Here are yesterday’s cartoons today. The week begins with Congress at home trying to explain all the winning to their voters, while Der Donald is again on the golf course. For the next 17 days, the job of the Whitewash House is limited to describing his golfing success:
Is it more likely to see four new faces on Mt. Rushmore, or a fifth?
How did we get here? Trump can’t stop tweeting, and we can’t stop reacting. Trump met with the New York Times, and the results as reported, leave you thinking: “is this guy a 15 year-old?” Then on Saturday morning before 7am, he engages in a tweet storm, saying among other things,
So many people are asking why isn’t the A.G. or Special Council looking at the many Hillary Clinton or Comey crimes. 33,000 e-mails deleted?
Or, this one:
My son Donald openly gave his e-mails to the media & authorities whereas Crooked Hillary Clinton deleted (& acid washed) her 33,000 e-mails!
He’s referring to software called “BleachBit“. Why does he keep on referring to it as “acid washing”? Bleach is an alkaline, not an acid. Trump must have slept through high school chemistry.
And how does somebody make it through elementary school without learning that the best outcome you can expect with “Hillary did it, too!” is for Hillary to join you in detention?
Aren’t private schools supposed to be better at teaching that actions have consequences?
Anyway, on to cartoons. Trump and OJ may have something in common:
“Governments last only as long as the undertaxed can defend themselves against the overtaxed.” ― Bernard Berenson
(There is an extra ration of cartoons today. Wrongo is taking a few days to celebrate the hot dogs and potato salad he found in the fridge. Posts will resume on July 5th.)
If this week shows how well we are playing defense, we are all screwed. The party of personal responsibility always blames their opponents when things go wrong. The party of fiscal responsibility will blow up the budget whenever they get in power.
And the party of family values is merrily slashing away at programs that support families:
When it comes to health insurance, the GOP has all the right viewpoints:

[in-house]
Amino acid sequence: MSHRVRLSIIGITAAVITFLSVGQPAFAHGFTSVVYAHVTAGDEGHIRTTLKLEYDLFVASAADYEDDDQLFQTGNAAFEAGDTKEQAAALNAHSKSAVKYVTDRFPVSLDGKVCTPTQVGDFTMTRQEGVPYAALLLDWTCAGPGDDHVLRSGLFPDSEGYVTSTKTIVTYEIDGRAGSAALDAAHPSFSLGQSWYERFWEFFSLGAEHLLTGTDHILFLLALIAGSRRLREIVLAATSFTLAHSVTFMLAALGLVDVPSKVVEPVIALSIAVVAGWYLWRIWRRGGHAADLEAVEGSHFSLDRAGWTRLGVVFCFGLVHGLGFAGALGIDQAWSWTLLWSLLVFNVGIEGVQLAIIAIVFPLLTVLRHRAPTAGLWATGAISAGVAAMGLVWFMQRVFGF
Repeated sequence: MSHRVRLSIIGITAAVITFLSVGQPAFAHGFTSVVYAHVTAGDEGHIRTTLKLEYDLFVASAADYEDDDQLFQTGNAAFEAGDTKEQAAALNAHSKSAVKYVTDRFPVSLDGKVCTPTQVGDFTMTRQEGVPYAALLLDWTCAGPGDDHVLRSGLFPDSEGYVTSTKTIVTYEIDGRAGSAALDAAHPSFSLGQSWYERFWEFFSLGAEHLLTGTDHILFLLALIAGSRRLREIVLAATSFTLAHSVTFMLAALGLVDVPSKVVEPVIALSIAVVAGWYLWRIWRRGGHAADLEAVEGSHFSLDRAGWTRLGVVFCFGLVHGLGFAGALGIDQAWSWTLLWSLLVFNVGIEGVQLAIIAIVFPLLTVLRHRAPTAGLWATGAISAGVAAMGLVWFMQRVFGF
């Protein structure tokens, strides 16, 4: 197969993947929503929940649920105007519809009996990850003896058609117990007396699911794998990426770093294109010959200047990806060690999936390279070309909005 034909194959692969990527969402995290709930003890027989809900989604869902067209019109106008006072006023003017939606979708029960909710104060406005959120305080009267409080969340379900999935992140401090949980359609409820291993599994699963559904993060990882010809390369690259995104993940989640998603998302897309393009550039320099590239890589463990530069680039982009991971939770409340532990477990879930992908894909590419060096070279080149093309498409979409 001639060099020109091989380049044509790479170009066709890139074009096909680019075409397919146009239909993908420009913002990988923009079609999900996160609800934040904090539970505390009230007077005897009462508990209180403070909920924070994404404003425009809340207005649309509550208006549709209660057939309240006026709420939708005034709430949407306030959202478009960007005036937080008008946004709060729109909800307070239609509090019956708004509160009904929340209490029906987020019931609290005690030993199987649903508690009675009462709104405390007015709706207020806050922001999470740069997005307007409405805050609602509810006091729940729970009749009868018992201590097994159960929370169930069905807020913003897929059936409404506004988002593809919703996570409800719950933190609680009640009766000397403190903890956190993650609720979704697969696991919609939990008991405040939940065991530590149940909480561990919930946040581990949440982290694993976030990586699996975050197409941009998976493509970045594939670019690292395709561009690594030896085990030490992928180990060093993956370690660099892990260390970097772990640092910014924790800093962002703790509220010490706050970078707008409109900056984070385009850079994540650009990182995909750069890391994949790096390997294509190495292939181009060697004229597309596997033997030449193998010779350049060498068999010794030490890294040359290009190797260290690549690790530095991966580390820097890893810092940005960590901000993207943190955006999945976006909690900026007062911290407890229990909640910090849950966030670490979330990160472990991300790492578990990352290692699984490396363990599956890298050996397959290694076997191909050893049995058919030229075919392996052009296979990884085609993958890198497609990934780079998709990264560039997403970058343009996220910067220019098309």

Trump revealed his true self with the “Morning Joe” tweets:
The Court-tested, Judges approved Muslim ban is now in effect:
Trump (or his lackeys) made fake Time Magazine covers featuring the Donald:
Trump’s Press Team orders no cameras at most press conferences. So on to Virtual News:
Trump Election Commission asks states for each voter’s personal data, like party affiliation and social security number. What could go wrong?
Wrongo has read much of the evidence that Russia interfered with the 2016 US Presidential election. He has watched House and Senate committees ask the intelligence community and the Justice Department what is known and not known about the Russian hacking story.
It is clear that the Russians have extremely capable cyber technicians. They have a pragmatic view about getting what they need strategically, so it is both feasible and possible that they could have been disruptive to our democratic process.
But is there actual evidence that Russia interfered in our elections in 2016? And if they did, is there evidence that the Trump campaign colluded with them? The answer so far is summed up by Caitlin Johnstone:
Russiagate is like a mirage: from a distance it looks like something, but once you move in for a closer look, there’s nothing there. Nothing. Nothing solid, nothing substantial, nothing you can point at and say, “Here it is. This hard evidence justifies saturating the media waves with obsessive 24/7 coverage, escalating tensions with a nuclear superpower, stagnating political discourse in America and fanning the flames of a hysterical, xenophobic McCarthyist feeding frenzy.”
We assess Russian President Vladimir Putin ordered an influence campaign in 2016 aimed at the US presidential election.
Russia’s goals were to undermine public faith in the US democratic process, denigrate Secretary Clinton, and harm her electability and potential presidency.
We further assess Putin and the Russian Government developed a clear preference for President-elect Trump.